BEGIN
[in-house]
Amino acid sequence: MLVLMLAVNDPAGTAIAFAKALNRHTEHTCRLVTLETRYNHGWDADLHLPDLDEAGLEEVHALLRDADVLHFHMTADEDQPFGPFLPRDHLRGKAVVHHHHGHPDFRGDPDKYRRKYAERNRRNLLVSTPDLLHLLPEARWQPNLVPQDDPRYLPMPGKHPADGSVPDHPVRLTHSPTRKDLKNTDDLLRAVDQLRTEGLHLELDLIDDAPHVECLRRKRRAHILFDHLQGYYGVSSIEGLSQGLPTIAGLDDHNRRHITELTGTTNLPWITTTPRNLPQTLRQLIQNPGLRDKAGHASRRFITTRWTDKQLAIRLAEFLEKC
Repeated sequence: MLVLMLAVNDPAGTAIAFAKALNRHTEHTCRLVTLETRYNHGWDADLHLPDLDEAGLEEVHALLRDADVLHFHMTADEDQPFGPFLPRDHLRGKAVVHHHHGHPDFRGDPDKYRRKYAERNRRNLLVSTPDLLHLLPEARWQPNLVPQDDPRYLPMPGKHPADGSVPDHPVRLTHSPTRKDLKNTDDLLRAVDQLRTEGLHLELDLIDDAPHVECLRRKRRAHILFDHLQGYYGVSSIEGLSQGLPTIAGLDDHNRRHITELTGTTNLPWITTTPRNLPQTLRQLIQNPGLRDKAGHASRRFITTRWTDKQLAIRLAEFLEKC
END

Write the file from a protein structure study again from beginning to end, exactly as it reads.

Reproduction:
[in-house]
Amino acid sequence: MLVLMLAVNDPAGTAIAFAKALNRHTEHTCRLVTLETRYNHGWDADLHLPDLDEAGLEEVHALLRDADVLHFHMTADEDQPFGPFLPRDHLRGKAVVHHHHGHPDFRGDPDKYRRKYAERNRRNLLVSTPDLLHLLPEARWQPNLVPQDDPRYLPMPGKHPADGSVPDHPVRLTHSPTRKDLKNTDDLLRAVDQLRTEGLHLELDLIDDAPHVECLRRKRRAHILFDHLQGYYGVSSIEGLSQGLPTIAGLDDHNRRHITELTGTTNLPWITTTPRNLPQTLRQLIQNPGLRDKAGHASRRFITTRWTDKQLAIRLAEFLEKC
Repeated sequence: MLVLMLAVNDPAGTAIAFAKALNRHTEHTCRLVTLETRYNHGWDADLHLPDLDEAGLEEVHALLRDADVLHFHMTADEDQPFGPFLPRDHLRGKAVVHHHHGHPDFRGDPDKYRRKYAERNRRNLLVSTPDLLHLLPEARWQPNLVPQDDPRYLPMPGKHPADGSVPDHPVRLTHSPTRKDLKNTDDLLRAVDQLRTEGLHLELDLIDDAPHVECLRRKRRAHILFDHLQGYYGVSSIEGLSQGLPTIAGLDDHNRRHITELTGTTNLPWITTTPRNLPQTLRQLIQNPGLRDKAGHASRRFITTRWTDKQLAIRLAEFLEKC